Thursday Mar 21 13-15 Aud 01 19. PARITYACC0(3), method of approximations (cont.) Ch 14, notes
 Tuesday Apr 2 10-12 Aud 01 20. Introduction to learning theory notes
 Thursday Apr 4 10-12 Aud 01 21. Sample complexity of learning, probably approximately correct (PAC) model notes
 Thursday Apr 4 13-15 Aud 01 22. Vapnik-Chervonenkis (VC) dimension; concluding remarks notes


The main instructor on the course is Jakob Nordström, who will be giving the lectures together with Srikanth Srinivasan and Amir Yehudayoff.

Shuo Pang will be co-instructor, helping out with grading of problem sets, providing feedback, and answering questions at the exercise sessions.

Course Material


We will mostly be following the book

except for towards the end of the course.

Problem Sets

The course examination will be by a total of 4 problem sets. You have to pass all problem sets to pass the course. Problem sets will be posted on Absalon and below as the course proceeds, at least one week before the submission deadline.

  • Problem set 1 (last updated February 10, 2024): Deadline Thursday February 29.
  • Problem set 2 (last updated March 11, 2024): Deadline Friday March 15.
  • Problem set 3 (last updated April 4, 2024): Deadline Sunday April 7.
  • Problem set 4 (last updated April 3, 2024): Deadline Friday April 12.

Problem Set Instructions

The following instructions apply for all problem sets.

  1. Please submit your solutions via Absalon as a PDF file. State your name and e-mail address close to the top of the first page. Solutions should be written in LaTeX or some other math-aware typesetting system with reasonable margins on all sides (at least 2.5 cm). Please try to be precise and to the point in your solutions and refrain from vague statements. Never just state an an answer, but make sure to also explain your reasoning. Write so that a fellow student of yours can read, understand, and verify your solutions.
  2. Submissions must be done on time. Blank submissions are not acceptable and imply an automatic failure on the course. Note, however, that the submission deadline only specifies the date, and not the time zone. You are free to submit according to whatever time zone on earth you like, as long as the date in that time zone is correct.
  3. The intention from the instructor side is to grade and return submissions after a week.
  4. The thresholds for grading are stated on the first page of the problem set, and any adjustment of these thresholds will be communicated on Absalon. (The thresholds can only be adjusted downwards and never upwards.)
  5. Students who get a grade D=4 or lower on a problem set can make a resubmission in order to try to improve the grade, or to reach a passing grade. Note that you can only resubmit solutions to problems on the problem set that you actually worked on before. That is, a resubmission can revise and correct a previously submitted solution for a problem, but cannot compensate for an initial blank submission for this problem.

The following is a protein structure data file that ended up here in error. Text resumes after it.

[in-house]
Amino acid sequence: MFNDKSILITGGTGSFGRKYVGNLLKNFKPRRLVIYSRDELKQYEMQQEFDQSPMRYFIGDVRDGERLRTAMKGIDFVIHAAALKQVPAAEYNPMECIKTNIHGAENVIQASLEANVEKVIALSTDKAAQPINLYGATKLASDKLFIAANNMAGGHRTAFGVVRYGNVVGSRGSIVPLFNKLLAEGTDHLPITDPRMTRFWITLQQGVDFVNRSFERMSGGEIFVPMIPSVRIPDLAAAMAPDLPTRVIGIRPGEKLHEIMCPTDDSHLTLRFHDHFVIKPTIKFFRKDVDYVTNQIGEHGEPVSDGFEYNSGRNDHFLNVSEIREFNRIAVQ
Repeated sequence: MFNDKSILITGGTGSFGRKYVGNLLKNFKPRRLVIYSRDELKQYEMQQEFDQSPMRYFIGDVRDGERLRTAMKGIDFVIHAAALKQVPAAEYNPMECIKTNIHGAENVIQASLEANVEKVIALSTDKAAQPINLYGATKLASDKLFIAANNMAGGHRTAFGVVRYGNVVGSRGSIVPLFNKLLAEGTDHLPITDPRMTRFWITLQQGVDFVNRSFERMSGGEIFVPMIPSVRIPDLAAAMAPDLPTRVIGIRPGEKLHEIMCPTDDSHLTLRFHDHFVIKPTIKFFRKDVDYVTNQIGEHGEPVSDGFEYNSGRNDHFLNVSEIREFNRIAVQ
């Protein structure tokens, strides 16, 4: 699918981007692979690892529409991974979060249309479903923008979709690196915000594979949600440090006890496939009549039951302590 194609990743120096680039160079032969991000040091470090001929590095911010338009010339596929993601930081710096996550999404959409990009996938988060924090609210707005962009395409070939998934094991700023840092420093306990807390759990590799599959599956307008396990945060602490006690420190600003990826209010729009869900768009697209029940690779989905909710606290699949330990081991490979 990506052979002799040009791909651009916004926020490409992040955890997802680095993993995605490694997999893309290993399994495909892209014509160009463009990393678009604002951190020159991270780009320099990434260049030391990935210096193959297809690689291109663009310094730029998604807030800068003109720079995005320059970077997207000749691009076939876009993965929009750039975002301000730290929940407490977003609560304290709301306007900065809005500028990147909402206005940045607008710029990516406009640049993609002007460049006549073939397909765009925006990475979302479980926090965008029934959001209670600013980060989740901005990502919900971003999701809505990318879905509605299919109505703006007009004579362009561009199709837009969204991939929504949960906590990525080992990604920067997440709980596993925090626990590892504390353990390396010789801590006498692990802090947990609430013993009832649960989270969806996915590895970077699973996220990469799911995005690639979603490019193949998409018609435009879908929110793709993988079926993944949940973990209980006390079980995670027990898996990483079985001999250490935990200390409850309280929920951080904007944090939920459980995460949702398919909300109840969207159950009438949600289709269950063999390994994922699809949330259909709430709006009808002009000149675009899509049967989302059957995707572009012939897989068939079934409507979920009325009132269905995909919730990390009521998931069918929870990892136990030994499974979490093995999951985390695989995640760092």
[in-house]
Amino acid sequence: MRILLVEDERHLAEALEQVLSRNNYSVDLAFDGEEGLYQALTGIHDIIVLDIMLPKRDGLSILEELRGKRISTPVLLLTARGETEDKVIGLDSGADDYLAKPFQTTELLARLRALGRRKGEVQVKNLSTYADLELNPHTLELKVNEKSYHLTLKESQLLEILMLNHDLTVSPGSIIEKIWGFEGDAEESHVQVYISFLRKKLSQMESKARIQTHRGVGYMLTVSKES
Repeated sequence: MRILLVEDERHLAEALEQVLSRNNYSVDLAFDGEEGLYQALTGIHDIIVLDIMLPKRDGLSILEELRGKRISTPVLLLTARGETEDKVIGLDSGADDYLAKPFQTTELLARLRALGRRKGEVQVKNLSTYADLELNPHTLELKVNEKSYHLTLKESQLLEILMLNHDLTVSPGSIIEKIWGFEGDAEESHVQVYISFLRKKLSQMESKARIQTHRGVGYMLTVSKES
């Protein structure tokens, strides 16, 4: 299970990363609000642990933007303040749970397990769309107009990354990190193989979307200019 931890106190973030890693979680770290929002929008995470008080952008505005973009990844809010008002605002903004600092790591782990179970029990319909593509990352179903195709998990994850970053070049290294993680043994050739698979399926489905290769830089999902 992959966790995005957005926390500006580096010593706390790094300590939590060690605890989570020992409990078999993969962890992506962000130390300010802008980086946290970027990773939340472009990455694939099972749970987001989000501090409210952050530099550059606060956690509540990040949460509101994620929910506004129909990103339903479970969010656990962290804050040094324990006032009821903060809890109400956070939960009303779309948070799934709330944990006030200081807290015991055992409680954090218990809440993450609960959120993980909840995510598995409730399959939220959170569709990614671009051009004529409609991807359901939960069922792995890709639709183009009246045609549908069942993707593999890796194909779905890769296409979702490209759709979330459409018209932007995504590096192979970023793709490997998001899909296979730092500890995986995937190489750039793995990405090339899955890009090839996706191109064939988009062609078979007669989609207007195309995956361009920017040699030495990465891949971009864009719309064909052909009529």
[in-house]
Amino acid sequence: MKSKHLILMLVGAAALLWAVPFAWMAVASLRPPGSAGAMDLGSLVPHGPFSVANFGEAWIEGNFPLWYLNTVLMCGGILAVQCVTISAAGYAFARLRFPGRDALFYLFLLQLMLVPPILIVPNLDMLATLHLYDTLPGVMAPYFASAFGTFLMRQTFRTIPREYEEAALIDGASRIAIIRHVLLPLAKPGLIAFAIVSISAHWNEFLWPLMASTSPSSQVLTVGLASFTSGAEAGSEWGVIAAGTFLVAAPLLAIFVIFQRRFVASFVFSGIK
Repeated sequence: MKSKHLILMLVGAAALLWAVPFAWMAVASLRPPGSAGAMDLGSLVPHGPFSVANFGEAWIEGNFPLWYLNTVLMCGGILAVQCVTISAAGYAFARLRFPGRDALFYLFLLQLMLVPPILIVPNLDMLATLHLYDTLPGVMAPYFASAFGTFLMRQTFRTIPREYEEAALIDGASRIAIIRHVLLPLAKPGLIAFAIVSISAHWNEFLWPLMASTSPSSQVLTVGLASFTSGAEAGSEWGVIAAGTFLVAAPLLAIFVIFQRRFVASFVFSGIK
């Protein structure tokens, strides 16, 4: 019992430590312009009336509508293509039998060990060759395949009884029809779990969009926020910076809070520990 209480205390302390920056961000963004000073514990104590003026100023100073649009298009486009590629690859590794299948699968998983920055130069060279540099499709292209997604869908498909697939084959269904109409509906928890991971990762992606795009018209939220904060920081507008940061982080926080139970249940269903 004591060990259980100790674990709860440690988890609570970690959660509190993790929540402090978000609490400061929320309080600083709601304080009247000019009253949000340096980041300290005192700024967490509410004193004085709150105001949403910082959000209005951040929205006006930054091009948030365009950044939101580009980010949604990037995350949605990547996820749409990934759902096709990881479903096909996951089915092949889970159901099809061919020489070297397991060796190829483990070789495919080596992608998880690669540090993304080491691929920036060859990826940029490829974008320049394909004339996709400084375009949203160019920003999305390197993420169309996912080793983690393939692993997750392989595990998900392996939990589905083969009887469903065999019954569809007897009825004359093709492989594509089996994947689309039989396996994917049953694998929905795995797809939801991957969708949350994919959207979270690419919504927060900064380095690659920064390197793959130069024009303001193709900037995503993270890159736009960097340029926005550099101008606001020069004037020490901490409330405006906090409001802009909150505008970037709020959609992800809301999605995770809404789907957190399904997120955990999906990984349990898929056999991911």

6. The resubmission deadline is one week after the students have received their graded problem sets back, unless communicated otherwise. Resubmissions can only get grades in the lower half of the grading scale, i.e., up to C=7.
  7. In order to pass the course, you need a passing grade (at least E=02) on all problem sets.
  8. In principle, the final grade will be the mean of the grades for all the problem sets. That is, think of A=12, B=10, C=7, D=4, and E=02 as {5,4,3,2,1}, sum up, and divide by the number of psets. If this mean is not integral, later psets will affect the rounding more than earlier psets.
  9. Although you are encouraged to discuss the problem sets with other students, you have to write your own solution from scratch, and understand all details of them fully. It is not allowed to compose draft solutions together and then continue editing individually, or to share any text, formulas, or pseudocode. Also, no such material may be downloaded from or generated via the internet to be used in draft or final solutions.

Note that, as stated above, solutions to the problem sets should be handed in strictly by the deadlines. Being able to work towards a deadline and deliver the best possible result within a given time frame (rather than a 100% polished product that arrives too late) is an important skill, and is something that you will have the opportunity to practise during the course. Having said that, exceptional circumstances, such as severe illness, can be accepted as an excuse for late problem set solutions. It should be emphasized, however, that lack of time due to work outside the university or due to many parallel courses is not considered as a legitimate reason for handing in problem set solutions late. If you feel that you have a good reason to hand in your solutions late, make sure to contact the main instructor as soon as possible.

Published by: Jakob Nordström <jn~at-sign~di~dot~ku~dot~dk>
Updated 2024-04-04